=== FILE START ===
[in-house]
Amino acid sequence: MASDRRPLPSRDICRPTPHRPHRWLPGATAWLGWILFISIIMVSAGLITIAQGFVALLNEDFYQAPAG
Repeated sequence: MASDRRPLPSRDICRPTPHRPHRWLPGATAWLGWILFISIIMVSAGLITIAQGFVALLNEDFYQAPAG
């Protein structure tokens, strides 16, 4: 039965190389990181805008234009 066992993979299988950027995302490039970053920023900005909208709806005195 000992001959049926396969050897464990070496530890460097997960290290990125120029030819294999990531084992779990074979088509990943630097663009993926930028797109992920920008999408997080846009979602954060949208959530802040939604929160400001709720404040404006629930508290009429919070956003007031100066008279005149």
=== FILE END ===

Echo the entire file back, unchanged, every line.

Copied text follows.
[in-house]
Amino acid sequence: MASDRRPLPSRDICRPTPHRPHRWLPGATAWLGWILFISIIMVSAGLITIAQGFVALLNEDFYQAPAG
Repeated sequence: MASDRRPLPSRDICRPTPHRPHRWLPGATAWLGWILFISIIMVSAGLITIAQGFVALLNEDFYQAPAG
């Protein structure tokens, strides 16, 4: 039965190389990181805008234009 066992993979299988950027995302490039970053920023900005909208709806005195 000992001959049926396969050897464990070496530890460097997960290290990125120029030819294999990531084992779990074979088509990943630097663009993926930028797109992920920008999408997080846009979602954060949208959530802040939604929160400001709720404040404006629930508290009429919070956003007031100066008279005149």